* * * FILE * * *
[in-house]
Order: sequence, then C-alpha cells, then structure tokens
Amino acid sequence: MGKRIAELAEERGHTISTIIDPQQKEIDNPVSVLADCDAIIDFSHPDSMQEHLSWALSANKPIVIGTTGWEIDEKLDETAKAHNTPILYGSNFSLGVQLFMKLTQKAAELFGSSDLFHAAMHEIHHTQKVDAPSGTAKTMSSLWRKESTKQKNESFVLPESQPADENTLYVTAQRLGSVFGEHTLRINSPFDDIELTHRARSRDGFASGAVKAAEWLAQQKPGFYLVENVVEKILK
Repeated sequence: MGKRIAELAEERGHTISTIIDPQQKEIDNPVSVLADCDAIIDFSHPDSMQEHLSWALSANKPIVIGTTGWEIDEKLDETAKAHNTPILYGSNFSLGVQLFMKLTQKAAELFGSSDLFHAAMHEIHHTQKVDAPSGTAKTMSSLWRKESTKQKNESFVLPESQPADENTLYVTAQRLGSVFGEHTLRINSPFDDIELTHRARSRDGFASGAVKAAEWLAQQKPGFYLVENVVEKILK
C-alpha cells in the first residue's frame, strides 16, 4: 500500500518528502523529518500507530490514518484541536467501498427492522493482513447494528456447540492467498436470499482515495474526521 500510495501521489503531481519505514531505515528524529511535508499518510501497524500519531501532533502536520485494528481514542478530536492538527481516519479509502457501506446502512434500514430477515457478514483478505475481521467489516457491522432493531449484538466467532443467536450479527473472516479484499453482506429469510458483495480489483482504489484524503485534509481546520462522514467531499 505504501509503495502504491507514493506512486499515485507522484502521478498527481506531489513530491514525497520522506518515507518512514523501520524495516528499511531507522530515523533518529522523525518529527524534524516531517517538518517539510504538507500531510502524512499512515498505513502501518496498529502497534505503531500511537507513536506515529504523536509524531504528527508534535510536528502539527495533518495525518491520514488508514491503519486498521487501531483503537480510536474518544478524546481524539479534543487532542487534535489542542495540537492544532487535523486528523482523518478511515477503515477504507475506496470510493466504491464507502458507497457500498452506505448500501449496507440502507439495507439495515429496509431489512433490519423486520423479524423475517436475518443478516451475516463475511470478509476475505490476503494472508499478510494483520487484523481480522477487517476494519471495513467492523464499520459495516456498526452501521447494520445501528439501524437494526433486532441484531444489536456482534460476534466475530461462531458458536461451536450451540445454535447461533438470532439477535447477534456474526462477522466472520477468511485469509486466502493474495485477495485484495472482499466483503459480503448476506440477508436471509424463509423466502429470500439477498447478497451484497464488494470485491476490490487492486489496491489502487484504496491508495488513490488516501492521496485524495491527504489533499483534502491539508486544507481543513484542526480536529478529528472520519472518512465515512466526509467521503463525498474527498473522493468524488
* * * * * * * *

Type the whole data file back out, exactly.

[in-house]
Order: sequence, then C-alpha cells, then structure tokens
Amino acid sequence: MGKRIAELAEERGHTISTIIDPQQKEIDNPVSVLADCDAIIDFSHPDSMQEHLSWALSANKPIVIGTTGWEIDEKLDETAKAHNTPILYGSNFSLGVQLFMKLTQKAAELFGSSDLFHAAMHEIHHTQKVDAPSGTAKTMSSLWRKESTKQKNESFVLPESQPADENTLYVTAQRLGSVFGEHTLRINSPFDDIELTHRARSRDGFASGAVKAAEWLAQQKPGFYLVENVVEKILK
Repeated sequence: MGKRIAELAEERGHTISTIIDPQQKEIDNPVSVLADCDAIIDFSHPDSMQEHLSWALSANKPIVIGTTGWEIDEKLDETAKAHNTPILYGSNFSLGVQLFMKLTQKAAELFGSSDLFHAAMHEIHHTQKVDAPSGTAKTMSSLWRKESTKQKNESFVLPESQPADENTLYVTAQRLGSVFGEHTLRINSPFDDIELTHRARSRDGFASGAVKAAEWLAQQKPGFYLVENVVEKILK
C-alpha cells in the first residue's frame, strides 16, 4: 500500500518528502523529518500507530490514518484541536467501498427492522493482513447494528456447540492467498436470499482515495474526521 500510495501521489503531481519505514531505515528524529511535508499518510501497524500519531501532533502536520485494528481514542478530536492538527481516519479509502457501506446502512434500514430477515457478514483478505475481521467489516457491522432493531449484538466467532443467536450479527473472516479484499453482506429469510458483495480489483482504489484524503485534509481546520462522514467531499 505504501509503495502504491507514493506512486499515485507522484502521478498527481506531489513530491514525497520522506518515507518512514523501520524495516528499511531507522530515523533518529522523525518529527524534524516531517517538518517539510504538507500531510502524512499512515498505513502501518496498529502497534505503531500511537507513536506515529504523536509524531504528527508534535510536528502539527495533518495525518491520514488508514491503519486498521487501531483503537480510536474518544478524546481524539479534543487532542487534535489542542495540537492544532487535523486528523482523518478511515477503515477504507475506496470510493466504491464507502458507497457500498452506505448500501449496507440502507439495507439495515429496509431489512433490519423486520423479524423475517436475518443478516451475516463475511470478509476475505490476503494472508499478510494483520487484523481480522477487517476494519471495513467492523464499520459495516456498526452501521447494520445501528439501524437494526433486532441484531444489536456482534460476534466475530461462531458458536461451536450451540445454535447461533438470532439477535447477534456474526462477522466472520477468511485469509486466502493474495485477495485484495472482499466483503459480503448476506440477508436471509424463509423466502429470500439477498447478497451484497464488494470485491476490490487492486489496491489502487484504496491508495488513490488516501492521496485524495491527504489533499483534502491539508486544507481543513484542526480536529478529528472520519472518512465515512466526509467521503463525498474527498473522493468524488